Three small explosions went off in a southern Rakhine town in Myanmar Thursday just before civilian leader Aung San Suu Kyi landed there in a rare visit to the conflict-ridden state, a local official said.
The blasts happened in the normally quiet town of Manaung on an island off Myanmar's western coast where Suu Kyi was due to open a solar power plant.
"There were three explosions, but no casualties," Win Myint, spokesperson for Rakhine's regional government, told AFP.
He said it happened before Suu Kyi arrived, but since they were on the other side of town the event went ahead as planned and she had since left safely on a flight to Yangon.
"This has never happened in Manaung before."
No group has yet claimed responsibility for planting the small bombs, which detonated at the side of a road, photos from local media showed.
The area has remained largely unscathed by unrest further north, where Myanmar's military is locked in an increasingly vicious conflict with the Arakan Army (AA).
The rebel group claims to be fighting for more autonomy and rights for the ethnic Rakhine Buddhists and garners sympathy from many local people who have long felt marginalised in the Bamar-majority country.
But tens of thousands have fled their homes over the past year and dozens of civilians have been killed.
There have been allegations of abuse against both sides.
Rights groups say Myanmar's military has abducted, tortured and killed civilian detainees.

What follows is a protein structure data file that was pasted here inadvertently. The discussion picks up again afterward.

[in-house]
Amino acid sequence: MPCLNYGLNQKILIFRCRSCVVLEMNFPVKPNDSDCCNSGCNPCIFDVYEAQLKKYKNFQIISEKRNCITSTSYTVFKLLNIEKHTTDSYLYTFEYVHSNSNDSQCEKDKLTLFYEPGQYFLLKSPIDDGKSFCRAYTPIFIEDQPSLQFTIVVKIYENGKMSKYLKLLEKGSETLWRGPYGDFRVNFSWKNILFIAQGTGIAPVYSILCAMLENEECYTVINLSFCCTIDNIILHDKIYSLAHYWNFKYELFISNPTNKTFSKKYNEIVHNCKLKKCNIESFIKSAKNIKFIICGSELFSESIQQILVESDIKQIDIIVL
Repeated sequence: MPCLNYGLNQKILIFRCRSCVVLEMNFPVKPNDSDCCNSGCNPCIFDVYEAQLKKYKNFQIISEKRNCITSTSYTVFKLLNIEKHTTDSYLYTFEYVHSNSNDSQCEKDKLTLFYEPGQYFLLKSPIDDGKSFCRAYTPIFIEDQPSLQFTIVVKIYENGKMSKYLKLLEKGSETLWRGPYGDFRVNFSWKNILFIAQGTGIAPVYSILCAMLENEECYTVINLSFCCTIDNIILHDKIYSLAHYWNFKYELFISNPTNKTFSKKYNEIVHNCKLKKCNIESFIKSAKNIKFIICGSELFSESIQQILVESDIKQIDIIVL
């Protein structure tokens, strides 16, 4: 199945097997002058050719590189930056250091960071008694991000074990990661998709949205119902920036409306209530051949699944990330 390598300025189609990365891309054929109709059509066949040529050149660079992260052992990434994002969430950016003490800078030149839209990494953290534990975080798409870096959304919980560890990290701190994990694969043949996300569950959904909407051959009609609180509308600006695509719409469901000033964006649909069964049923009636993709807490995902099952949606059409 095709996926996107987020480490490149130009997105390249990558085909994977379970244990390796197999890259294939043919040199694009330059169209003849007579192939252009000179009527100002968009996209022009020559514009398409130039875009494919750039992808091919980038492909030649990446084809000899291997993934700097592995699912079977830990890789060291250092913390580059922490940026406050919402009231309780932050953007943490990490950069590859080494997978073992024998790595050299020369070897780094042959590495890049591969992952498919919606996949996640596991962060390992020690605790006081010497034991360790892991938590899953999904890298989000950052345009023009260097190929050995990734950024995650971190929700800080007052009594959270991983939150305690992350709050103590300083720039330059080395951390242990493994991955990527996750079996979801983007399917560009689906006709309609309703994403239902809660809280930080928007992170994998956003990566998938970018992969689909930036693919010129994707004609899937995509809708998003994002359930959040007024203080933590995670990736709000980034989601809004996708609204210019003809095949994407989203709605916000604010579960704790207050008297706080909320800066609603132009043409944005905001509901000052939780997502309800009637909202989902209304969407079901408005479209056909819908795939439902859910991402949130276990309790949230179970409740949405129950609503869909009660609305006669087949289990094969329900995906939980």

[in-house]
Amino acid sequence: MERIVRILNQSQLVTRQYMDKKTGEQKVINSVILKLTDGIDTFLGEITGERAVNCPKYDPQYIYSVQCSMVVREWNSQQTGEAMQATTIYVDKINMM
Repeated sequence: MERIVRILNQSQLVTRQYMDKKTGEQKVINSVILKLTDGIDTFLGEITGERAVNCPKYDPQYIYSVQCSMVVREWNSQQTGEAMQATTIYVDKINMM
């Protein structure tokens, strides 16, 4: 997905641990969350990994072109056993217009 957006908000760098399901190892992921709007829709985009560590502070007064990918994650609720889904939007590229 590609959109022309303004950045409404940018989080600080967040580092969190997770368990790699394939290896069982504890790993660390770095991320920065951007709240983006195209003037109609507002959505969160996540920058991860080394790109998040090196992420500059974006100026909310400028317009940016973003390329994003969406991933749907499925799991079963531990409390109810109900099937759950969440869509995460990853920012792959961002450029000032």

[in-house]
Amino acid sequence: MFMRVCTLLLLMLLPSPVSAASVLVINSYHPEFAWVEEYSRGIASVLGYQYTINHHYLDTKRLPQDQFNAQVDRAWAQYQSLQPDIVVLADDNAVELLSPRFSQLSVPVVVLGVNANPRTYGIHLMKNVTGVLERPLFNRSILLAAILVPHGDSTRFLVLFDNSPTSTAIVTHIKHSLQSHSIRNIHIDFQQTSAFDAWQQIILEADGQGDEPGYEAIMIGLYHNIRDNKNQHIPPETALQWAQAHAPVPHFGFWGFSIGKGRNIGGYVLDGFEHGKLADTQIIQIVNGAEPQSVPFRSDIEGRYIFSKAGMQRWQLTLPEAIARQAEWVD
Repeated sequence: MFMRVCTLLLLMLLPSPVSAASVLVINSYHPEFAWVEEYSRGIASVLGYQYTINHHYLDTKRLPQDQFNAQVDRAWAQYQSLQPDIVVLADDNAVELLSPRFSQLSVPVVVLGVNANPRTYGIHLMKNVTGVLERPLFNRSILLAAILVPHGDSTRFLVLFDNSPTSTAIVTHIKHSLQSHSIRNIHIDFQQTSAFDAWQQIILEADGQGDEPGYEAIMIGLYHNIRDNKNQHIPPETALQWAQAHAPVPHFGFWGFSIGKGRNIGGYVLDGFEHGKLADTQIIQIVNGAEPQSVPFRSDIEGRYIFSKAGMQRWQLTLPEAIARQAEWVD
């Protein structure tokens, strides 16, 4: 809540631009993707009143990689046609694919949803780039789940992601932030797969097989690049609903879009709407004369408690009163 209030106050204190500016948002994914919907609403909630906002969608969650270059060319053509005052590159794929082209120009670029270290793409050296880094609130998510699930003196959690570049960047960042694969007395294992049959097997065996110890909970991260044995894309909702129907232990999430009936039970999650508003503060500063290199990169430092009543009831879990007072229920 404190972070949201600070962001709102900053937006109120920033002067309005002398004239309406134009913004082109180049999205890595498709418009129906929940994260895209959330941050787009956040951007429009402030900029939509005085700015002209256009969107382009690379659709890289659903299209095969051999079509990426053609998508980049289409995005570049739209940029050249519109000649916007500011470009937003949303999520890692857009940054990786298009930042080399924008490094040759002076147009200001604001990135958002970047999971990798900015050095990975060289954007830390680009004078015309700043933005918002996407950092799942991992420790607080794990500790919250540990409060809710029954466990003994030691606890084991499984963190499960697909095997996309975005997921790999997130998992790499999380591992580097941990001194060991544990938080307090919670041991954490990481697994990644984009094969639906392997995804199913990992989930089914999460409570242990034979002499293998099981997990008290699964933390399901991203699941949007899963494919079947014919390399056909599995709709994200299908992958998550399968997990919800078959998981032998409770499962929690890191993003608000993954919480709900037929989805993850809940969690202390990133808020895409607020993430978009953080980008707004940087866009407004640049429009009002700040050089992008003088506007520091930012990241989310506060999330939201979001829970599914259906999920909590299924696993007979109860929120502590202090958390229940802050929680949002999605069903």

Nearly 70 local administrators in northern Rakhine tried to resign en masse this week after one of their peers was killed by the military.
The army admitted responsibility but said he had been caught in the crossfire, which locals deny.
"We're worried for our lives," said village head Myo Kyaw Aung, one of the administrators of Minbya township who had his resignation refused.
The army, meanwhile, points to targeted shootings, roadside bombings and kidnappings by the insurgents.
One Indian construction worker died while being held hostage and an MP from Suu Kyi's National League for Democracy (NLD) has now been held for over six weeks.
A number of hostages seized by the rebels in a raid on a ferry packed with scores of police and soldiers were killed in October, with each side blaming the other.
Rakhine state's north was also the epicentre of a bloody military crackdown two years ago that forced some 740,000 Rohingya Muslims to flee over the border into Bangladesh.
Thursday's visit was only the third time Suu Kyi had travelled to Rakhine since the Rohingya crisis erupted in 2017.